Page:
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3 1/2 windings around post necessarily bad?

Discussion in 'Strings [BG]' started by triggervision, Mar 25, 2009.


  1. triggervision

    triggervision

    May 24, 2006
    I don't know why but I cut my strings a bit longer this time...giving about 3 1/2 windings around the post. I normally have less than 3. Everything stays in tune fine. Just wondering if there's more to the whole no more than 3 windings saying?
     
  2. bongomania

    bongomania Gold Supporting Member Commercial User

    Oct 17, 2005
    PDX, OR
    owner, OVNIFX and OVNILabs
    I've never heard that saying. :confused:
     
  3. PBass101

    PBass101

    Jul 3, 2008
    Illinois
    All I've ever heard is that you don't need more than two, and from the experience of having cut my most recent A string short, I'd say you probably want more than one.
     
  4. JTE

    JTE Supporting Member

    Mar 12, 2008
    Central Illinois, USA
    It depends on the way your tuning machines are made. The Schallers that were on my two Hamer Cruise basses wouldn't let you get three on there. On the A string for a typical Fender I'll have three because it helps ensure downward pressure on the nut. The pictures I've seen of Marcus Miller seem to show he puts a LOT of windings on the post.

    The only problems I would expect with too many windings are that the extra windings can cause more room for the string to store slack and cause some tuning issues, and that you may not have enough room on the post for too many windings.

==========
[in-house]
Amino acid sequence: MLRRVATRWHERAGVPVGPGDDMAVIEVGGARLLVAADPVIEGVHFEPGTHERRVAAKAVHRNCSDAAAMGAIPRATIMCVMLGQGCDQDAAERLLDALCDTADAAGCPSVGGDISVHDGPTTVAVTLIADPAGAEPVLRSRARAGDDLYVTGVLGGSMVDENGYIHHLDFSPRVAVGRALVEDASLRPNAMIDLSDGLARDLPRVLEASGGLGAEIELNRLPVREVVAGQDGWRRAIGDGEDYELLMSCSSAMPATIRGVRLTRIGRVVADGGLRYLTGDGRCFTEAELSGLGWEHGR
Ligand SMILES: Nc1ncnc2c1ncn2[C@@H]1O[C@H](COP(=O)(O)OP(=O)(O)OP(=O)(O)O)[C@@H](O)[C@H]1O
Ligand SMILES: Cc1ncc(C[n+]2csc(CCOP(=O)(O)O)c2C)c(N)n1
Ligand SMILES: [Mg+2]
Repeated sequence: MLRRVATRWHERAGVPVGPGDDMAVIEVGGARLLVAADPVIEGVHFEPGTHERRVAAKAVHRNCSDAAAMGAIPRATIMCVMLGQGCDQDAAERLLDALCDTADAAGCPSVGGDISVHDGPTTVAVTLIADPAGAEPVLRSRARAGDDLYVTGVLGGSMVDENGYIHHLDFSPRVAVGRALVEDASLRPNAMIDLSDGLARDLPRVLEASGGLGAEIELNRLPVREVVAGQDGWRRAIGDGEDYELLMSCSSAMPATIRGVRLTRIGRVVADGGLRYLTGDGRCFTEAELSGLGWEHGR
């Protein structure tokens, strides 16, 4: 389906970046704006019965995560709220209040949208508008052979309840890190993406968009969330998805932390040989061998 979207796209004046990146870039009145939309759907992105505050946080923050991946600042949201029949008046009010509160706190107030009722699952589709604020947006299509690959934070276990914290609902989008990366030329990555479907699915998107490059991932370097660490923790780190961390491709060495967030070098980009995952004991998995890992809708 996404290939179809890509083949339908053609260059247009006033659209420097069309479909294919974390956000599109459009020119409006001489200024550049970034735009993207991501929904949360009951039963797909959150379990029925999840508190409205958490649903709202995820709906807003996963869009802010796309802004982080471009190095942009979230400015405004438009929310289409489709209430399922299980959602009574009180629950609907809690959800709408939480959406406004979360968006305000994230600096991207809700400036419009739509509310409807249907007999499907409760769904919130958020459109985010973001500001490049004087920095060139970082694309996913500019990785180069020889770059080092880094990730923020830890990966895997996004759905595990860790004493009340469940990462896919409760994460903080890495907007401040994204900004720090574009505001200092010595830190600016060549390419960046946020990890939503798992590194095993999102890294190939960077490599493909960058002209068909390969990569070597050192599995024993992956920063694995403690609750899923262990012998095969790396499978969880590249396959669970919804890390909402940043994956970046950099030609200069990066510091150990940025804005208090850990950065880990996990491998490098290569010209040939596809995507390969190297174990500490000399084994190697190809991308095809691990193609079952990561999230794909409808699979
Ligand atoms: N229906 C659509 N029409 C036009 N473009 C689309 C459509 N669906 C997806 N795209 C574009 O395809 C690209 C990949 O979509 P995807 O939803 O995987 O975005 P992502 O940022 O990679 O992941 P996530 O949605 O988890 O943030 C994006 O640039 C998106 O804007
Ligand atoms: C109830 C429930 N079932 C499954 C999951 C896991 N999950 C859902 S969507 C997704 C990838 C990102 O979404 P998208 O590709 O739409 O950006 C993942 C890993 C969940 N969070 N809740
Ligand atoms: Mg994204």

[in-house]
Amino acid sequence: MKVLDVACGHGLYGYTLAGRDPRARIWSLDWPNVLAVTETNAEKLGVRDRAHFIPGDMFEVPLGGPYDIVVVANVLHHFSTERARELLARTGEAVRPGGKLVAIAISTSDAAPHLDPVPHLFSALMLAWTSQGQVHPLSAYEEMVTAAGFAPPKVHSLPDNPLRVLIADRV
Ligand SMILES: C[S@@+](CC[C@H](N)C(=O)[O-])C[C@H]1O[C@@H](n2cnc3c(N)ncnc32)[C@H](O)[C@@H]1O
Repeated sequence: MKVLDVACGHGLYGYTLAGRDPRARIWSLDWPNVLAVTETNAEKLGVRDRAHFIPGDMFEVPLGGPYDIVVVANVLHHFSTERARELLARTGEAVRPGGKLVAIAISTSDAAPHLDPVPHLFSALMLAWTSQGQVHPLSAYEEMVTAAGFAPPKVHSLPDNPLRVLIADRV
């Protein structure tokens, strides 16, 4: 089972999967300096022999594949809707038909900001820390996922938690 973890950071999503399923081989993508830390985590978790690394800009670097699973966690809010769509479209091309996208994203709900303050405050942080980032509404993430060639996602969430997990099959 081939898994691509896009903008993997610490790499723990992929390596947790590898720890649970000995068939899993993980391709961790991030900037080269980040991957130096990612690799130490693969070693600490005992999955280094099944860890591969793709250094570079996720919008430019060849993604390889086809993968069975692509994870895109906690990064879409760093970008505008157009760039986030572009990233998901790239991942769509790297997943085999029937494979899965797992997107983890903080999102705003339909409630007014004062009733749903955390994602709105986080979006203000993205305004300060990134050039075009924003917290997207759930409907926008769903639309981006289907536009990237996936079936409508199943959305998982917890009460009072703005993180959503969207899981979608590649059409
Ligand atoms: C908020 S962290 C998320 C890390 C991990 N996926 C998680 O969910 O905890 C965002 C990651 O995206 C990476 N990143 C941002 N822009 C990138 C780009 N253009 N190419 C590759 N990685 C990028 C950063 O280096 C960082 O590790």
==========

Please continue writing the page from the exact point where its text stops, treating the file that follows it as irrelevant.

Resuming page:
jte
     
  5. Mr. Ray

    Mr. Ray

    Feb 20, 2009
    Canada
    What I found works best is 1.) Don't overlap the windings/thinner strings will/can have more windings on the post. 2.) The last winding should be at the bottom/lowest part of the string post. This will insure optimum downward pressure on the nut. Once you find the proper cut string length, just copy it on your new set to save time.
     
  6. KevtheRev

    KevtheRev

    Feb 3, 2008
    Agree. On my jazzes, if I don't have 3 windings on the A string there's not enough down pressure on the nut to keep it from rattling when I play a hard open note. Other basses will differ based upon headstock/tuner configuration and angle, and use string retainers. Don't know about you guys, but when I put on new strings I always make sure that there is tension on the string as I wind - that seems to help minimize stored up slack.
    Cheers!
     
  7. I agreed with the above.

    I cut my strings so that I get enough wraps to get from top to bottom before heading to the nut. Usually 3 - 3.5
     

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